Ignoramus et ignorabimus

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Emil du Bois-Reymond (1818–1896), promulgator of the maxim ignoramus et ignorabimus.

The Latin maxim ignoramus et ignorabimus, meaning "we do not know and will not know", stood for a position on the limits of scientific knowledge, in the thought of the nineteenth century. It was given credibility by Emil du Bois-Reymond, a German physiologist, in his Über die Grenzen des Naturerkennens ("On the limits of our understanding of nature") of 1872.

Hilbert's reaction

On the 8th of September 1930, the mathematician David Hilbert pronounced his disagreement in a celebrated address to the Society of German Scientists and Physicians, in Königsberg:[1]

Previously, at the International Congress of Mathematicians in 1900 in Paris he said: "In mathematics there is no ignorabimus."[2]

Hilbert worked with other formalists to establish concrete foundations for mathematics in the early 20th century. However, Gödel's incompleteness theorems showed in 1931 that no finite system of axioms, if complex enough to express our usual arithmetic, could ever fulfill the goals of Hilbert's program, demonstrating many of Hilbert's aims impossible, and specifying limits on most axiomatic systems.

David Hilbert replied, Wir müssen wissen — wir werden wissen! (We must know — we will know!)

Seven World Riddles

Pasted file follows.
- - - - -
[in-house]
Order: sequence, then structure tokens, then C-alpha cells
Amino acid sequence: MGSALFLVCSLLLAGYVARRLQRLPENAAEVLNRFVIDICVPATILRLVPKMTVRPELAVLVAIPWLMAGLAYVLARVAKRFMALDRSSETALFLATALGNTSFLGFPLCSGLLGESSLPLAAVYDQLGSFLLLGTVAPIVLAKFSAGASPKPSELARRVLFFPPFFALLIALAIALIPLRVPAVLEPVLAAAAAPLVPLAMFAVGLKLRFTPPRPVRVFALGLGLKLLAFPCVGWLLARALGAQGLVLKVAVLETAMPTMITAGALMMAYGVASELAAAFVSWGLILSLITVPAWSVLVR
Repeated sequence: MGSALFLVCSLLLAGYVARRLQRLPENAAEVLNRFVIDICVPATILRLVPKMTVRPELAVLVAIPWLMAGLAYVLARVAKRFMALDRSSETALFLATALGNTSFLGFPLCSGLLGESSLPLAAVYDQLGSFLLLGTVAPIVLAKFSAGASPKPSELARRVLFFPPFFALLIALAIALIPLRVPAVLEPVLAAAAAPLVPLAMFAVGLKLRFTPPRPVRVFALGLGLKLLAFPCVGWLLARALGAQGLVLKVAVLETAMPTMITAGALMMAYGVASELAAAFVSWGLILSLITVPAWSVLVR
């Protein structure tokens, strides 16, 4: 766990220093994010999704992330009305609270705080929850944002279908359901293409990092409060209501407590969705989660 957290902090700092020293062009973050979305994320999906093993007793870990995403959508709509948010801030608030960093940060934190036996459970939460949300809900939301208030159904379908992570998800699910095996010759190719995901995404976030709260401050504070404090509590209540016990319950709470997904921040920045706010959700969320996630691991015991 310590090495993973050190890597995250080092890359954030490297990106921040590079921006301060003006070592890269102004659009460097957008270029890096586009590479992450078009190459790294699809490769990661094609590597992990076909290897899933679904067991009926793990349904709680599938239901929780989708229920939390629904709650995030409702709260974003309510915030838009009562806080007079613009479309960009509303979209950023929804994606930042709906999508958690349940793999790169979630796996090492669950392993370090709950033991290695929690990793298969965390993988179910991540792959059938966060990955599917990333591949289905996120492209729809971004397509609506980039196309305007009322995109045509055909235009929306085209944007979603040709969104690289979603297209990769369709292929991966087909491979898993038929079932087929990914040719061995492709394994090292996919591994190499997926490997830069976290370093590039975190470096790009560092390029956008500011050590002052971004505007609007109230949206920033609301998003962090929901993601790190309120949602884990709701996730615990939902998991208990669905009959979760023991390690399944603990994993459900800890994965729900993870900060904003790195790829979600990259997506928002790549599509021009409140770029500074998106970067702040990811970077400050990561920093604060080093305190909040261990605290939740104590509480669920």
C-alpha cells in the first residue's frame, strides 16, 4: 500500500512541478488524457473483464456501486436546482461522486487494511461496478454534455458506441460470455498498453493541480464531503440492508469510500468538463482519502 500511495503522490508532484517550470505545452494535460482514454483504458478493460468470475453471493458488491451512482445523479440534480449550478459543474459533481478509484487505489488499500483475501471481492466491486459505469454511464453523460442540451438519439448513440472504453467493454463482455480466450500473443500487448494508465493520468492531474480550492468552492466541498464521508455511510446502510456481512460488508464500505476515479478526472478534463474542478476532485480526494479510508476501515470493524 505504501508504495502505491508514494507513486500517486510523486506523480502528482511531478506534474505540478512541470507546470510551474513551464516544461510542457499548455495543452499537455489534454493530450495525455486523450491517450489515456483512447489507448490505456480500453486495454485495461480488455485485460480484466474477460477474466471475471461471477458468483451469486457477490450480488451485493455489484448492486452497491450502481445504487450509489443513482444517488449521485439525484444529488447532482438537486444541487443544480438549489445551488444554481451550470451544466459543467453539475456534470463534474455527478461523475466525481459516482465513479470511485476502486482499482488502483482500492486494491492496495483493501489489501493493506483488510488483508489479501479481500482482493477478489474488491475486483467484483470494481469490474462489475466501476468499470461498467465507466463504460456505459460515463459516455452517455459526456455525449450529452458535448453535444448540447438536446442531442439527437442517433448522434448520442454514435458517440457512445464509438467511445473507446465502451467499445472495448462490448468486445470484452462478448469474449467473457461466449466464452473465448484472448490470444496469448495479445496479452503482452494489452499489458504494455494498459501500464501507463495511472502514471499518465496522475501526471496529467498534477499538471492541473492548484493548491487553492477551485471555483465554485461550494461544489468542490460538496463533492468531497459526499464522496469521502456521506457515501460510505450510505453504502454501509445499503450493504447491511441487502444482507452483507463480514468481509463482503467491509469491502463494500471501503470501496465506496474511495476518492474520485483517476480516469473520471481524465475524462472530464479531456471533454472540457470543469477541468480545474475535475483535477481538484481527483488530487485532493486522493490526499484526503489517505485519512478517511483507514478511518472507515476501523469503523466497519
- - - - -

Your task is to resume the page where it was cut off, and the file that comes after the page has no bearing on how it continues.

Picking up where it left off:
Emil du Bois-Reymond used ignoramus et ignorabimus in discussing what he called seven "world riddles", in a famous 1880 speech before the Berlin Academy of Sciences.

He outlined seven "world riddles", of which three, he declared, neither science nor philosophy could ever explain, because they are "transcendent". Of the riddles, he considered the following transcendental and declared of them ignoramus et ignorabimus:[3] "1. the ultimate nature of matter and force, 2. the origin of motion, ... 5. the origin of simple sensations, a quite transcendent question."

Sociological responses

The sociologist Wolf Lepenies has discussed the ignorabimus with a view that du Bois-Reymond was not really retreating in his claims for science and its reach:[4]

— it is in fact an incredibly self-confident support for scientific hubris masked as modesty —

This is in a discussion of Friedrich Wolters, one of the members of the literary group "George-Kreis". Lepenies comments that Wolters misunderstood the degree of pessimism being expressed about science, but well understood the implication that scientists themselves could be trusted with self-criticism.

See also


  1. Hilbert, David, audio address, transcription and English translation.
  2. D. Hilbert (1902). "Mathematical Problems: Lecture Delivered before the International Congress of Mathematicians at Paris in 1900". Bulletin of the American Mathematical Society. 8: 437–79. doi:10.1090/S0002-9904-1902-00923-3. MR 1557926.<templatestyles src="Module:Citation/CS1/styles.css"></templatestyles>
  3. William E. Leverette Jr., E. L. Youmans' Crusade for Scientific Autonomy and Respectability, American Quarterly, Vol. 17, No. 1. (Spring, 1965), pg. 21.
  4. Lepenies, Wolf (1988). Between Literature and Science: the Rise of Sociology. Cambridge, UK: Cambridge University Press. p. 272. ISBN 0-521-33810-7.<templatestyles src="Module:Citation/CS1/styles.css"></templatestyles>